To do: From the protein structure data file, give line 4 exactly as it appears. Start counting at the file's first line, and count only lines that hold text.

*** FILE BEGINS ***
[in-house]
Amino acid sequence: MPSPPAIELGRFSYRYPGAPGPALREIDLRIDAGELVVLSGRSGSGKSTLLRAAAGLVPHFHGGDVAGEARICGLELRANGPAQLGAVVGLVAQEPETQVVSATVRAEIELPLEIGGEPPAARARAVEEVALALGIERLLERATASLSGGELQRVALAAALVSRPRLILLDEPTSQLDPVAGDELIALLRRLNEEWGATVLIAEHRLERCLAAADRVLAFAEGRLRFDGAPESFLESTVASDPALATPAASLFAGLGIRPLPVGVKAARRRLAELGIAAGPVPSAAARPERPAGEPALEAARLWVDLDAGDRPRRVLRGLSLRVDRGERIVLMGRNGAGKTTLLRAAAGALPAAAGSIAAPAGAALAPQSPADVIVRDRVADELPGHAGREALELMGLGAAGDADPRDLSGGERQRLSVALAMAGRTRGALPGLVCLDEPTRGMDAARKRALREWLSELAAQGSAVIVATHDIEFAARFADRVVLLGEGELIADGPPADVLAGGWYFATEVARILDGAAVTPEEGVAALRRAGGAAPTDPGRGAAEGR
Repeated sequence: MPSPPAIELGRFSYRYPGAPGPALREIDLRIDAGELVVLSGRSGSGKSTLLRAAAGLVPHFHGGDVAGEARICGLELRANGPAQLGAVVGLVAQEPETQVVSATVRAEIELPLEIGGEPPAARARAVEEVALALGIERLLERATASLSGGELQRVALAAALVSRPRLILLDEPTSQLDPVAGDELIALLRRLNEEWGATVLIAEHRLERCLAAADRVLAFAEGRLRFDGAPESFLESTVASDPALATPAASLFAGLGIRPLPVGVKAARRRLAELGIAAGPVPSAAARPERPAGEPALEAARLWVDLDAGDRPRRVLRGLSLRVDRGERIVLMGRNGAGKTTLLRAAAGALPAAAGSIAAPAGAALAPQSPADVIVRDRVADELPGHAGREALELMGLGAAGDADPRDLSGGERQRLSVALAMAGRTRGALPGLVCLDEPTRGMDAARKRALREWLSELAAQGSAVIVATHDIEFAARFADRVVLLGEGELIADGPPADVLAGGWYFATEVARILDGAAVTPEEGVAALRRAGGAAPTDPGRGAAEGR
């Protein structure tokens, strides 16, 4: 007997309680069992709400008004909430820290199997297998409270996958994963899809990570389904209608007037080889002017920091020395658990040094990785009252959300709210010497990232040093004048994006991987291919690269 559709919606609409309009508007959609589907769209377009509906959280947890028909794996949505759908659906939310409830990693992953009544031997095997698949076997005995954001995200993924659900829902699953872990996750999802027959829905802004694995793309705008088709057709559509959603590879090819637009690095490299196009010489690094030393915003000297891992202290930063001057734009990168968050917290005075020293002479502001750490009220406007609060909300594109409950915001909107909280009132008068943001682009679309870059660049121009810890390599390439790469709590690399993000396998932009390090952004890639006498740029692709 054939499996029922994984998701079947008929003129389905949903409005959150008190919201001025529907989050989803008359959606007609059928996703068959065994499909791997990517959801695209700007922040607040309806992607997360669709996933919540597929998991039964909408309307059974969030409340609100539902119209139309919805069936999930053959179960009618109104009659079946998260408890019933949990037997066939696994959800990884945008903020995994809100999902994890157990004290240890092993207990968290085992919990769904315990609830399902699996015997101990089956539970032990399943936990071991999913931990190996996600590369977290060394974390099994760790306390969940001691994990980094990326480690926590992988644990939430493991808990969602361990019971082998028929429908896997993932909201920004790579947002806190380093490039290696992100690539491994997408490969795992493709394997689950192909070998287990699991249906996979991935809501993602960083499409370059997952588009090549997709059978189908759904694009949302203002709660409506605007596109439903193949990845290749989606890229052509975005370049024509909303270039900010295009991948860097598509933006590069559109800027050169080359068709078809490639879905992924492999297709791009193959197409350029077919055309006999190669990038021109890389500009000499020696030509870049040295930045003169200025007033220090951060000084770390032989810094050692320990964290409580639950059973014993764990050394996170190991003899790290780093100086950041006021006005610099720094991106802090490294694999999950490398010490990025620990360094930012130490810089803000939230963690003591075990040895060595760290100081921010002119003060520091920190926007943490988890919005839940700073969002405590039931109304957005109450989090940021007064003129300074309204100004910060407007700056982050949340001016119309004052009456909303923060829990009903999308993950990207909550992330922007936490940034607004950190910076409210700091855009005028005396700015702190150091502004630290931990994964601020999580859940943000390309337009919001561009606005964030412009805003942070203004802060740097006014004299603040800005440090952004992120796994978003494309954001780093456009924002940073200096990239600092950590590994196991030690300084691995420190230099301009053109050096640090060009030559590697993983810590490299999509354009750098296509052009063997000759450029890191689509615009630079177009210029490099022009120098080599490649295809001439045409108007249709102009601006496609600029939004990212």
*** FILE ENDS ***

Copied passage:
């Protein structure tokens, strides 16, 4: 007997309680069992709400008004909430820290199997297998409270996958994963899809990570389904209608007037080889002017920091020395658990040094990785009252959300709210010497990232040093004048994006991987291919690269 559709919606609409309009508007959609589907769209377009509906959280947890028909794996949505759908659906939310409830990693992953009544031997095997698949076997005995954001995200993924659900829902699953872990996750999802027959829905802004694995793309705008088709057709559509959603590879090819637009690095490299196009010489690094030393915003000297891992202290930063001057734009990168968050917290005075020293002479502001750490009220406007609060909300594109409950915001909107909280009132008068943001682009679309870059660049121009810890390599390439790469709590690399993000396998932009390090952004890639006498740029692709 054939499996029922994984998701079947008929003129389905949903409005959150008190919201001025529907989050989803008359959606007609059928996703068959065994499909791997990517959801695209700007922040607040309806992607997360669709996933919540597929998991039964909408309307059974969030409340609100539902119209139309919805069936999930053959179960009618109104009659079946998260408890019933949990037997066939696994959800990884945008903020995994809100999902994890157990004290240890092993207990968290085992919990769904315990609830399902699996015997101990089956539970032990399943936990071991999913931990190996996600590369977290060394974390099994760790306390969940001691994990980094990326480690926590992988644990939430493991808990969602361990019971082998028929429908896997993932909201920004790579947002806190380093490039290696992100690539491994997408490969795992493709394997689950192909070998287990699991249906996979991935809501993602960083499409370059997952588009090549997709059978189908759904694009949302203002709660409506605007596109439903193949990845290749989606890229052509975005370049024509909303270039900010295009991948860097598509933006590069559109800027050169080359068709078809490639879905992924492999297709791009193959197409350029077919055309006999190669990038021109890389500009000499020696030509870049040295930045003169200025007033220090951060000084770390032989810094050692320990964290409580639950059973014993764990050394996170190991003899790290780093100086950041006021006005610099720094991106802090490294694999999950490398010490990025620990360094930012130490810089803000939230963690003591075990040895060595760290100081921010002119003060520091920190926007943490988890919005839940700073969002405590039931109304957005109450989090940021007064003129300074309204100004910060407007700056982050949340001016119309004052009456909303923060829990009903999308993950990207909550992330922007936490940034607004950190910076409210700091855009005028005396700015702190150091502004630290931990994964601020999580859940943000390309337009919001561009606005964030412009805003942070203004802060740097006014004299603040800005440090952004992120796994978003494309954001780093456009924002940073200096990239600092950590590994196991030690300084691995420190230099301009053109050096640090060009030559590697993983810590490299999509354009750098296509052009063997000759450029890191689509615009630079177009210029490099022009120098080599490649295809001439045409108007249709102009601006496609600029939004990212």